VEYING the letters of Mr Tempest over the past few months, I have come to understand his position regarding the EU.

However, this position seems to be based on the assumption the EU should be regarded as some kind of supreme moral authority, with the power to direct the future of Britain’s relationship not only with the rest of Europe but its own future policy choices.

It seems Mr Tempest has disregarded the negative consequences of some aspects of EU policy while focussing on areas which suit a primarily Neo-Liberal agenda.

For example, free movement of people within EU borders must not solely be viewed as the expression of individuals to determine their economic future, but this policy acts as a tool of big business to weaken labour regulations and employ cheap foreign labour.

Why can’t citizens of Britain put pressure on their government to protect labour and employment rights instead of hoping that an undemocratic organisation based in Brussels will sort the problem out for us?

The dictatorial and cruel nature of EU economic policy is best demonstrated by the harshly imposed austerity measures forced upon the Greek economy following the Euro crisis.

If the EU serves to protect the rights of all its citizens, where has been the opposition to the massive public sector cuts facing Greece since the recession.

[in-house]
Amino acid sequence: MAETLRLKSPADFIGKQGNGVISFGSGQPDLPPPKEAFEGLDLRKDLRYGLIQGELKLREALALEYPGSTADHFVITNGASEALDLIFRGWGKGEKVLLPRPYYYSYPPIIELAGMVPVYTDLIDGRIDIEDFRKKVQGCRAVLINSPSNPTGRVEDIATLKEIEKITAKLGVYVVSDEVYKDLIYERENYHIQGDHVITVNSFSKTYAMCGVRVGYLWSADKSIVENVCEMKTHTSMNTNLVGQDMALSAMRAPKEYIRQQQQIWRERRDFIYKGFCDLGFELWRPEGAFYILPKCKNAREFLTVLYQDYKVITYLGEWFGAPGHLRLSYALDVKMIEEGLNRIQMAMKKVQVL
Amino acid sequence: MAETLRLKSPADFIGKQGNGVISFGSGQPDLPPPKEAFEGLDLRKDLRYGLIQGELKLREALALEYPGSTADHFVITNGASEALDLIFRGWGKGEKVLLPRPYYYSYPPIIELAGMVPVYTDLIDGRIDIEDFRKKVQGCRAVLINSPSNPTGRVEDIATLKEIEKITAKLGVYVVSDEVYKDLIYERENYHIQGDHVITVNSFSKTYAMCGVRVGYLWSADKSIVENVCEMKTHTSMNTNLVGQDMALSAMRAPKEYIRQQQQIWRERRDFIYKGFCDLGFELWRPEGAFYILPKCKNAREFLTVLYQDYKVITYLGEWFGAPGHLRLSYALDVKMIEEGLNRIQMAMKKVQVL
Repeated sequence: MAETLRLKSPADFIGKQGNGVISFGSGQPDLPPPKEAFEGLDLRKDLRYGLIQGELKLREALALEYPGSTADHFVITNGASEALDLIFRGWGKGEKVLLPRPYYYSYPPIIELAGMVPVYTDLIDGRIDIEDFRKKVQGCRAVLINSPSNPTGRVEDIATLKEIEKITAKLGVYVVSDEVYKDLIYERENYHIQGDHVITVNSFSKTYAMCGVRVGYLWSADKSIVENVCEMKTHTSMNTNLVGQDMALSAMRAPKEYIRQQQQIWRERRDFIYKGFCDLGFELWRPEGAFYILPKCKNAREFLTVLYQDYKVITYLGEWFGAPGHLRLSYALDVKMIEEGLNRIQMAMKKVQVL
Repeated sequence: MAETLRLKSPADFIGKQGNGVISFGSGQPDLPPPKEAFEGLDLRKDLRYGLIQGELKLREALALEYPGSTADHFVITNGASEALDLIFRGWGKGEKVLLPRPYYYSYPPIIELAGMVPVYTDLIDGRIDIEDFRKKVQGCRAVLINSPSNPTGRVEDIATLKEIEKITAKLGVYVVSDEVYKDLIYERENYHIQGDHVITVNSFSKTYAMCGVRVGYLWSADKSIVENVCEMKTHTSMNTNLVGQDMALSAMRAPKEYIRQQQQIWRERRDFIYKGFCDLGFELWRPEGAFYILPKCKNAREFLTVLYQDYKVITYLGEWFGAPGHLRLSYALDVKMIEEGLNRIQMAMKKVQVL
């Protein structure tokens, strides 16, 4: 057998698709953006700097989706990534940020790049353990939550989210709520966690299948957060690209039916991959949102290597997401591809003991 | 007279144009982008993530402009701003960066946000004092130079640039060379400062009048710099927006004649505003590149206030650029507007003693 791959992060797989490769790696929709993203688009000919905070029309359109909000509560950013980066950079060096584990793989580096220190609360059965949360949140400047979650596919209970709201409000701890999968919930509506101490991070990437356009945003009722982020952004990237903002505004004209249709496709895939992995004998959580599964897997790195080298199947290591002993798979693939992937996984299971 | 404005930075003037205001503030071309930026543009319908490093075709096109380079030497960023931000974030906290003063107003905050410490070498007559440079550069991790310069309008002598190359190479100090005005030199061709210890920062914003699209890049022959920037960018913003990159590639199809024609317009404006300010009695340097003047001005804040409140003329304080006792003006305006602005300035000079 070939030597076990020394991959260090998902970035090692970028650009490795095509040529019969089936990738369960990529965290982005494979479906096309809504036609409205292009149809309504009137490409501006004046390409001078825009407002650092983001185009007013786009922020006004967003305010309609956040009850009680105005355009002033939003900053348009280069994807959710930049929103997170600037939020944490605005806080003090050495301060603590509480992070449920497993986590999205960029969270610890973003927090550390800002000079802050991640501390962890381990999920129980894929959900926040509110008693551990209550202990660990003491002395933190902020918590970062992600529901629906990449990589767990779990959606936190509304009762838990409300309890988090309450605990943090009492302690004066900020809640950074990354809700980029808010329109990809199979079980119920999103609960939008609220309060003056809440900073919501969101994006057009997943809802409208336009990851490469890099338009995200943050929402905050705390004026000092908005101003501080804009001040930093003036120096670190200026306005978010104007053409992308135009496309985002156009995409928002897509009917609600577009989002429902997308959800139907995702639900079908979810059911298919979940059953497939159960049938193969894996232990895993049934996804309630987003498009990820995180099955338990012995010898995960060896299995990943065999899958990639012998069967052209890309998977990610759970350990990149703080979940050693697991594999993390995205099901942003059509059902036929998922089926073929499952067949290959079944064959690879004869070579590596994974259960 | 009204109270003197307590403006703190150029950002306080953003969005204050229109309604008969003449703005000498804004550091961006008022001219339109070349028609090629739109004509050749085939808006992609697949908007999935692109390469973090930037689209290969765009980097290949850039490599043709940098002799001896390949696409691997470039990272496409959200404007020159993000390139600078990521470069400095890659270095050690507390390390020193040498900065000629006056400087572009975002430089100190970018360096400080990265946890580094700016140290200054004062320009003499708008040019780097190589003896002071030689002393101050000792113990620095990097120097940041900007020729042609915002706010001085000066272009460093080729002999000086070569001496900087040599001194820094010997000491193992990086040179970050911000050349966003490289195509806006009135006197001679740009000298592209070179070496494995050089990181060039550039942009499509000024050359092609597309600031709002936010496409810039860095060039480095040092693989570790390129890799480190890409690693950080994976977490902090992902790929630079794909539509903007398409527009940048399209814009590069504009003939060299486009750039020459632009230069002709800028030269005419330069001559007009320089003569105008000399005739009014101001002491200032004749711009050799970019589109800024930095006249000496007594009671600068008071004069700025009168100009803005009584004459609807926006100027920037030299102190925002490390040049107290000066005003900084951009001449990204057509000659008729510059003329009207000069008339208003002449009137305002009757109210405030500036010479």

Since its creation in 1957, the EU has pushed for the advancement of Neo-Liberal economic policies, which entail austerity measures, cuts in public spending and sweeping privatisation of the public sector. These factors form part of the basis for the Copenhagen criteria, which acts as the guide in which states wishing to join the EU must follow.

Now, the EU has many positives and negatives. The inter-continental economic nature of the Union has acted significantly as a barrier to stop conflict arising between European states. However, the EU has extended this policy too far regarding its relations with Eastern Europe, the example of the Ukrainian crisis demonstrating how the EU must recognise its limits regarding economic integration and that its views are not wholly shared by all those living in Europe.

To summarise, to many people such Mr Tempest, EU policy is held in very high regard and ensures numerous freedoms of European citizens.

However, it is important to always hold a critical lens up to EU policy as to determine the real motivations behind its actions.

Surely it would enhance democracy to live within a nation where we as citizens can improve our political discourse by engaging and being critical of various political expressions, rather than holding onto individual values that can not be universalised.

Jon Coombes Via email